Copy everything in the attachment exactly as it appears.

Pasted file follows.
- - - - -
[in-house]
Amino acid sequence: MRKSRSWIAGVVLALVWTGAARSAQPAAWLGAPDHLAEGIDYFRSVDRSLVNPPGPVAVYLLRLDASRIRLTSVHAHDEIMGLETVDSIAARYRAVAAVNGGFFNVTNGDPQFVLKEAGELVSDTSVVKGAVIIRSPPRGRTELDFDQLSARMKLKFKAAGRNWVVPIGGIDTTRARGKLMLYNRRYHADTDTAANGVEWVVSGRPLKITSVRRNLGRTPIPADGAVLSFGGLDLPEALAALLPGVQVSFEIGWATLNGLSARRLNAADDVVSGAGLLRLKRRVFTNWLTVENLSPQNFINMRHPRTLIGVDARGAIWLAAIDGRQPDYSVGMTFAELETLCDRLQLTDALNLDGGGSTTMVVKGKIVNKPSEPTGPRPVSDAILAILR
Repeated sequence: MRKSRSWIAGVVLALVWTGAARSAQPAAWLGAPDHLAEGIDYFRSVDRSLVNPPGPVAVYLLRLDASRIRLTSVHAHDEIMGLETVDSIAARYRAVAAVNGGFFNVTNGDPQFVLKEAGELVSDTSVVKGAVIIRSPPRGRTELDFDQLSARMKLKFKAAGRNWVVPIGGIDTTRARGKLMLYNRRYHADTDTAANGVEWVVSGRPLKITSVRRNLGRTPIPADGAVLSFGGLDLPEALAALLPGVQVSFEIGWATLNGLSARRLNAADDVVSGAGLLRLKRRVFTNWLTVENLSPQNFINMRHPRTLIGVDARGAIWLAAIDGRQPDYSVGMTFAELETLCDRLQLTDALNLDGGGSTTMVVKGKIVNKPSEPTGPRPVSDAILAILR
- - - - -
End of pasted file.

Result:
[in-house]
Amino acid sequence: MRKSRSWIAGVVLALVWTGAARSAQPAAWLGAPDHLAEGIDYFRSVDRSLVNPPGPVAVYLLRLDASRIRLTSVHAHDEIMGLETVDSIAARYRAVAAVNGGFFNVTNGDPQFVLKEAGELVSDTSVVKGAVIIRSPPRGRTELDFDQLSARMKLKFKAAGRNWVVPIGGIDTTRARGKLMLYNRRYHADTDTAANGVEWVVSGRPLKITSVRRNLGRTPIPADGAVLSFGGLDLPEALAALLPGVQVSFEIGWATLNGLSARRLNAADDVVSGAGLLRLKRRVFTNWLTVENLSPQNFINMRHPRTLIGVDARGAIWLAAIDGRQPDYSVGMTFAELETLCDRLQLTDALNLDGGGSTTMVVKGKIVNKPSEPTGPRPVSDAILAILR
Repeated sequence: MRKSRSWIAGVVLALVWTGAARSAQPAAWLGAPDHLAEGIDYFRSVDRSLVNPPGPVAVYLLRLDASRIRLTSVHAHDEIMGLETVDSIAARYRAVAAVNGGFFNVTNGDPQFVLKEAGELVSDTSVVKGAVIIRSPPRGRTELDFDQLSARMKLKFKAAGRNWVVPIGGIDTTRARGKLMLYNRRYHADTDTAANGVEWVVSGRPLKITSVRRNLGRTPIPADGAVLSFGGLDLPEALAALLPGVQVSFEIGWATLNGLSARRLNAADDVVSGAGLLRLKRRVFTNWLTVENLSPQNFINMRHPRTLIGVDARGAIWLAAIDGRQPDYSVGMTFAELETLCDRLQLTDALNLDGGGSTTMVVKGKIVNKPSEPTGPRPVSDAILAILR